Many pilots tend to focus much of their weather analysis time on surface weather reports and surface forecasts. This includes the surface analysis chart, prog charts, surface observations and even terminal forecasts. But they don't take the time to look at the upper level or constant pressure charts. Much of the energy in the atmosphere is aloft and there are many scenarios that require you to examine the upper-level weather to completely understand what weather to expect along your proposed route of flight.
For example, this morning there was a strong cold front that was slowly moving southeast through the eastern U.S. bringing a solid line of showers and thunderstorms along and head of this cold front shown on this 15Z surface analysis above. There's an area of high pressure moving in behind this front, but would you expect convection in and around the area of Lakes Ontario and Erie well behind the cold front by simply looking at the surface chart?
Actually, this morning there were two convective SIGMETs just downwind of both lakes consisting of an area of showers and thunderstorms as shown above on the EZWxBrief EZMap display. What is causing this convection? Well, in order to understand this better, you need to look aloft at the 500 mb constant pressure chart.
On the 500 mb chart above valid at 15Z, there's a fairly high amplitude trough swinging down from Canada drawing in a massive amount of cold air aloft (the color depicted on the chart is called absolute vorticity). A trough is essentially a cold pool of air aloft. With a fairly warm ground and cold air aloft, this creates a fairly unstable atmosphere that can lead to areas of convection. Notice that the region where the convective SIGMETs were shown are essentially in the center of this upper level trough.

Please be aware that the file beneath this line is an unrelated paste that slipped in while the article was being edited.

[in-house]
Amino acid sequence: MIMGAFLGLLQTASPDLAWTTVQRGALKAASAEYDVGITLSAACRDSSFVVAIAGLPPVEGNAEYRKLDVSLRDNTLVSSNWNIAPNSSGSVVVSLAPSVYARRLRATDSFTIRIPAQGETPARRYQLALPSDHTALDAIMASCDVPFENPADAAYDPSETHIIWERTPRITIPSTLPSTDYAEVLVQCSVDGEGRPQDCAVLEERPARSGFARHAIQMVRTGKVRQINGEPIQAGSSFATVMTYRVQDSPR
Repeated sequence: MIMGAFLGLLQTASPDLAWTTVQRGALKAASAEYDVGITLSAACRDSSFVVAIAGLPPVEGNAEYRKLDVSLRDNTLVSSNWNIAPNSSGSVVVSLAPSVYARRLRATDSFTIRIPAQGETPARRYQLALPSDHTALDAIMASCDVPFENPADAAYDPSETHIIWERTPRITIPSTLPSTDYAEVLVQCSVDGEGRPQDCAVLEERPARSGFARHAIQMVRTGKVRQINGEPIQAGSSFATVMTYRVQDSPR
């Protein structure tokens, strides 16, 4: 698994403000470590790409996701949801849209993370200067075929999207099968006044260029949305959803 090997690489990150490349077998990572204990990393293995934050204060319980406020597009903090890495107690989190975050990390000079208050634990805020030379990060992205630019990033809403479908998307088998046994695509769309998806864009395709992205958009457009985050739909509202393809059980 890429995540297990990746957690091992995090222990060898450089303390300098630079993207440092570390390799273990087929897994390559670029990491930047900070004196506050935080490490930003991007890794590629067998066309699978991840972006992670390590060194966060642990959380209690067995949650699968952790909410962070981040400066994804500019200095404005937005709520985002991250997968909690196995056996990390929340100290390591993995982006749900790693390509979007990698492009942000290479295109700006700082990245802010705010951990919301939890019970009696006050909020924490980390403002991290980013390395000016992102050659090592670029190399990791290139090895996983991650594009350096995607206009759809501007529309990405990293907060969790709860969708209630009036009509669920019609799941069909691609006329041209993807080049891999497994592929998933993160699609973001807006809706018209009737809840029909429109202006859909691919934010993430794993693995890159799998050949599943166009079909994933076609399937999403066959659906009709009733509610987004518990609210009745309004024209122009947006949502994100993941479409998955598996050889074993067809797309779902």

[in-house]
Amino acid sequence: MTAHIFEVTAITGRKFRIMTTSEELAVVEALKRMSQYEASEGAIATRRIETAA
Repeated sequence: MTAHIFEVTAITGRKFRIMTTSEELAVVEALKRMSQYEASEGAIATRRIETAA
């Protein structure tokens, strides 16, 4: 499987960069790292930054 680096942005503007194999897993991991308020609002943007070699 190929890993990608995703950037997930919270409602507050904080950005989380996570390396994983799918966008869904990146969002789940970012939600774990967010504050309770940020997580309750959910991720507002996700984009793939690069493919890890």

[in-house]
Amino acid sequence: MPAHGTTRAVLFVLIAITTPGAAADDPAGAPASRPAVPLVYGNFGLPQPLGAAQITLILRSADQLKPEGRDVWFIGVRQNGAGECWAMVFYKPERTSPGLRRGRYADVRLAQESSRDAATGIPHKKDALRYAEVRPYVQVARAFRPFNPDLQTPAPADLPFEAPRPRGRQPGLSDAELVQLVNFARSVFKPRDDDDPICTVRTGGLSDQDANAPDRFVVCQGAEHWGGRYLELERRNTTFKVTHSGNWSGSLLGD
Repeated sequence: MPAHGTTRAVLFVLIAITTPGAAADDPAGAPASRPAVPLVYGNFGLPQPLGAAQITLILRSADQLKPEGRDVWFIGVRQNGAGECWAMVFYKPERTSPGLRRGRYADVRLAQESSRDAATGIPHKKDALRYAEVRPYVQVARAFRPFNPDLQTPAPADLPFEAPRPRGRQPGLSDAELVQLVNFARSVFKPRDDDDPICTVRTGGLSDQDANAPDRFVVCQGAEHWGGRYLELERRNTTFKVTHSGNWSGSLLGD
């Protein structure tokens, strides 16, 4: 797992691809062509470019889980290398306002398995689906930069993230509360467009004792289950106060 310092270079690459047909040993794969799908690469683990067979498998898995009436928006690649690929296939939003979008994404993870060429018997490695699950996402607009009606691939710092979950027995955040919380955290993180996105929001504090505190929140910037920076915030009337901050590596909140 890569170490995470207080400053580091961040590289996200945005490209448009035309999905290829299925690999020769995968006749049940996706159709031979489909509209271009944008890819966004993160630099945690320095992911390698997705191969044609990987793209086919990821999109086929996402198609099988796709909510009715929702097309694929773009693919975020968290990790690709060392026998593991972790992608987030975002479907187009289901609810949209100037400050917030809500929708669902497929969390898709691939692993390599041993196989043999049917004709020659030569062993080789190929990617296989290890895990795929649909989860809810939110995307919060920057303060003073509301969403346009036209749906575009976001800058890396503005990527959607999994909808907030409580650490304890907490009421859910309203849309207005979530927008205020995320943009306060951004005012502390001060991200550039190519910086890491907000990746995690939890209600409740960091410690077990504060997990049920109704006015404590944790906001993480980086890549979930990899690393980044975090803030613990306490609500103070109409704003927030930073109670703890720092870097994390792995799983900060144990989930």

Most of this convection had pretty low tops (less than 30,000 feet) which is not uncommon in this situation. Given that, the likelihood of seeing any lightning is pretty low as well (by the way, lightning is not one of the criteria for convective SIGMET issuance). As shown above, even the simulated reflectivity forecast found in EZWxBrief's EZImagery issued the night before picked this up nicely with two areas of convection just to the east of the Lakes. Moreover, the EZForecast showed a distinct risk of rain and thunderstorms in the same area as shown below.
Even though the afternoon, this upper level trough continued to support very significant thunderstorms. This convection cannot be explained by the surface forecasts alone, but only by appreciating what an upper level trough can contribute.
KBUF 021954Z 20014G21KT 4SM +TSRA BR FEW008 BKN030 OVC070
Most pilots are weatherwise, but some are otherwise™
Dr. Scott Dennstaedt
Weather Systems Engineer
CFI & former NWS meteorologist